It must be dying season for our revolutionary creatives. I am having to write something about a deceased musician almost every week.
Last week it was about the leader of the Cool Crooners. This week it is about Ray Chikapa Phiri and I would be remiss not to. I met Phiri in 2013 and interviewed him when I was writing for a local business weekly. It was an unforgettable experience, as he took me through his journey from the early days through to what is arguably his greatest moment on the Graceland Tour with Paul Simon.
Famous for songs like Zwakala, Who is fooling Who? and Whispers in the Deep — who can forget his gruff and yet soulful voice as the frontman of Stimela, that super group of yesteryear? His enduring legacy was his group’s anti-apartheid work. Born to Malawian immigrants, Phiri became one of South Africa’s leading voices against oppression during the struggle. Africa mourns his passing away. Phiri was an African music colossus.
What is concerning me is the fractitious mood of our nation at present. Judging by what I read in the papers and on social media, this nation needs a new ethos. The culture needs a shift. Again I must reiterate that we need to be more inclusive of others, to embrace diversity and promote excellence.
We cannot, as a country, be held hostage to loyalties that do not deliver these ideals. At a certain symposium, veteran liberation war fighter Dumiso Dabengwa offered this insight: “Upon attaining Independence, we concentrated on governing a state and not on building a nation.” A nation needs transcendent and energising symbols.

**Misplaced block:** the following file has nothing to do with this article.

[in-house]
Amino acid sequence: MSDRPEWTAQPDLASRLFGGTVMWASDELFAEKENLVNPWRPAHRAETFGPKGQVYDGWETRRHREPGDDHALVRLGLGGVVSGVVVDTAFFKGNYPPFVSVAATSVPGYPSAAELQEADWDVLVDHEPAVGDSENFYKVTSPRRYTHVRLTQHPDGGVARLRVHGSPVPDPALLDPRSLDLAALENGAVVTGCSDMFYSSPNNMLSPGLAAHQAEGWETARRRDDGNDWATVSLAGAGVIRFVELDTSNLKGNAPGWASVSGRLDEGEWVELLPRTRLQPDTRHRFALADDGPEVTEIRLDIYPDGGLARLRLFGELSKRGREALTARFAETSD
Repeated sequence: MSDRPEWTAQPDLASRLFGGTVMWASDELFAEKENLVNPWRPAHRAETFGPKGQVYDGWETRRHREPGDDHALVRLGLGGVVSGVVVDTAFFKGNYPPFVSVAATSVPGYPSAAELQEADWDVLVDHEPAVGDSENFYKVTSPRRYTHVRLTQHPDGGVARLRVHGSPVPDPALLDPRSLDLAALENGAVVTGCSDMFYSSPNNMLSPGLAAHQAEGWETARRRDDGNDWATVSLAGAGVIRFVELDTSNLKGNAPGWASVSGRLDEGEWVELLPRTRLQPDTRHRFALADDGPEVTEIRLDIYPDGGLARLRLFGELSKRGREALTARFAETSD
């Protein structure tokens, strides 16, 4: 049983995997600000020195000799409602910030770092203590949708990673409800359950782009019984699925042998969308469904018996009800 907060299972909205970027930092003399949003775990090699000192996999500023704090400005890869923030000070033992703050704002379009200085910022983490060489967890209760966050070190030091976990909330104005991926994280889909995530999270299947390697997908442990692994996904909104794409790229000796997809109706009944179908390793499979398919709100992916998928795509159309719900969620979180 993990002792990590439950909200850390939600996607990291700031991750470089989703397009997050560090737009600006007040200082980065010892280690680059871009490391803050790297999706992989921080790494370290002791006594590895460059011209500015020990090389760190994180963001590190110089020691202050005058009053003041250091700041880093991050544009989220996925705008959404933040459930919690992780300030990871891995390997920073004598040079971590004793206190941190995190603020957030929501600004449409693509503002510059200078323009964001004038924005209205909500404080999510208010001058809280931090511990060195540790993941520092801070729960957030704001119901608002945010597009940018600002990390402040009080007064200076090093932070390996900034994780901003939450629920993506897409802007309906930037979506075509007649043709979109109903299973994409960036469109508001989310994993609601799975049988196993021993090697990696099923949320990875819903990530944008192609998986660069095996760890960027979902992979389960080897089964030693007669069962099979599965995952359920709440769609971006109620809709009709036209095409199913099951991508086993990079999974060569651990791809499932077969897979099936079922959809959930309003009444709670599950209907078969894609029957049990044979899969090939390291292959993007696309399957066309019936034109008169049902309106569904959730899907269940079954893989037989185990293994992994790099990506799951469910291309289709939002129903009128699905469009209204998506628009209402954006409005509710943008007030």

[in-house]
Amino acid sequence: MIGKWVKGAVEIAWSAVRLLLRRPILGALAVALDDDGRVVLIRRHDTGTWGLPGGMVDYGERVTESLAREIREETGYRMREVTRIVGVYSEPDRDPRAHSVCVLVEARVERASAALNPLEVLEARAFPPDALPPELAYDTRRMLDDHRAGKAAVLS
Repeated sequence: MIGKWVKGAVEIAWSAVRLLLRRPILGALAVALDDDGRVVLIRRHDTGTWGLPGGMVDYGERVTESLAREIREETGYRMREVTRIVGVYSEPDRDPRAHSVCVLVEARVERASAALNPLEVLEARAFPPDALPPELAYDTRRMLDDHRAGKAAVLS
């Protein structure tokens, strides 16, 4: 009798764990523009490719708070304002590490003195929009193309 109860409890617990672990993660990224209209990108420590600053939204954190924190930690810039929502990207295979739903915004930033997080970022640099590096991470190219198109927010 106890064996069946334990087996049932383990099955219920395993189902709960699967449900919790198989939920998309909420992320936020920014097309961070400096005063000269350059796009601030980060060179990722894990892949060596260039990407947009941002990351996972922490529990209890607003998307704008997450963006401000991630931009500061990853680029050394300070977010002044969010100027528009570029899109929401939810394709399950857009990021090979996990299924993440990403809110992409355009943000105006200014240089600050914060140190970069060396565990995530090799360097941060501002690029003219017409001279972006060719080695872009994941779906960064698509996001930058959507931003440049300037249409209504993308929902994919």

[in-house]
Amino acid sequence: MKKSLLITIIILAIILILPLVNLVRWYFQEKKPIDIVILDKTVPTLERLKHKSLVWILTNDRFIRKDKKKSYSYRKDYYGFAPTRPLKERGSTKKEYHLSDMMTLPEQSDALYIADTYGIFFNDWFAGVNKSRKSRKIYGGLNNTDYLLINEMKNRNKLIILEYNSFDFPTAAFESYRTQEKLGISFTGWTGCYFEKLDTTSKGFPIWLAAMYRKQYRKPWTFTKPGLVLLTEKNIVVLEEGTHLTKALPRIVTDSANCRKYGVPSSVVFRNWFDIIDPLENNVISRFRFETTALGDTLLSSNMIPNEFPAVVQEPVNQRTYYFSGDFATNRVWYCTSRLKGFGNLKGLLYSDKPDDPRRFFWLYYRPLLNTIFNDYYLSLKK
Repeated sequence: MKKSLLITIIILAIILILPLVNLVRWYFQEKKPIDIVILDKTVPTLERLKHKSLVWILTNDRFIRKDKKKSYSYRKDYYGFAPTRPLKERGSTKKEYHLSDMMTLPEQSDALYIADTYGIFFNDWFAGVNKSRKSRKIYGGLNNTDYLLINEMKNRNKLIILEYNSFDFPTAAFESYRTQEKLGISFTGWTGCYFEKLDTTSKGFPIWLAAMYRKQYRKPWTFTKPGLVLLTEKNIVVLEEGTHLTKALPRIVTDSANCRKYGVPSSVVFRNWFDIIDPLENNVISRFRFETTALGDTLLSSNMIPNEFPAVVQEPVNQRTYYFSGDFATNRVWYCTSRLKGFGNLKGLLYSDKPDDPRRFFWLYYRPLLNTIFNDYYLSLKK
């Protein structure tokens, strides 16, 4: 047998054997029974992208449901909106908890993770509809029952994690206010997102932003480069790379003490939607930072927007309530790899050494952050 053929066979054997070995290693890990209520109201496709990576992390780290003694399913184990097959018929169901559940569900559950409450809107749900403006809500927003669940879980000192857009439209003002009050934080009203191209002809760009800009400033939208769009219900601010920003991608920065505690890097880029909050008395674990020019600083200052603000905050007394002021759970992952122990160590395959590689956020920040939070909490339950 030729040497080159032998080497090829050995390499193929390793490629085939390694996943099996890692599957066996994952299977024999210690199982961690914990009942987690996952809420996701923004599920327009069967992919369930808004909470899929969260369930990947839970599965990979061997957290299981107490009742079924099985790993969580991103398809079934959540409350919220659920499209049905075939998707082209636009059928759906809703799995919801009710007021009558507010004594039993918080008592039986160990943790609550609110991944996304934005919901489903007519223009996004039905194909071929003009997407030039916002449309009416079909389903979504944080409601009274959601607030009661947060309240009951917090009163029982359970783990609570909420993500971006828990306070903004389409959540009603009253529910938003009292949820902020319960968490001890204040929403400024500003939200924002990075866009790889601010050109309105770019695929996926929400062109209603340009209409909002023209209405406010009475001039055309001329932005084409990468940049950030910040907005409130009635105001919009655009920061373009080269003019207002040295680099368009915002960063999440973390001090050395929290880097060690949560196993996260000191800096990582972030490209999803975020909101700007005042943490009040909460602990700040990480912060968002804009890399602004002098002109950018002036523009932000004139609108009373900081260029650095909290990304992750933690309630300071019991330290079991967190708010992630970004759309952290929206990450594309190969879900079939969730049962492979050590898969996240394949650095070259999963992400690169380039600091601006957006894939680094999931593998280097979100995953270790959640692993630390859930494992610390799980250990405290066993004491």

Confronting prodigies of desolation
Ours is a typical African narrative of a revolution hijacked (to some extent). And as we have been mourning the deaths of former freedom fighters such as comrades Chinx, Abel Sithole and lately Ray Phiri, we have to reflect upon how African culture must shift in critical ways.
In this vein, professor PLO Lumumba is one of Africa’s leading voices in advocating a seismic change in Africa’s socio-cultural landscape. We are standing in the age of confrontation and we have to confront the man in the mirror.
The African has to have a renaissance in terms of how he or she views himself against arrogantly a geo-cultural context of nations that are having their way with the mother continent. We cannot, as a people, afford to hanker after an era gone by. The theft of public funds is prodigious. The abuse of public office is beyond pale. To borrow Albert Nyathi’s words we must now cease to be a nation of “laughing hyenas and crying children”.
Face the music
Embracing the present challenge to alter the course of our collective history requires, in my view, the leadership ethos that current Tanzanian president John Magufuli appeared to be running with initially. He cut back on the trappings of power and this is clearly antithetical to the manner of most African leaders.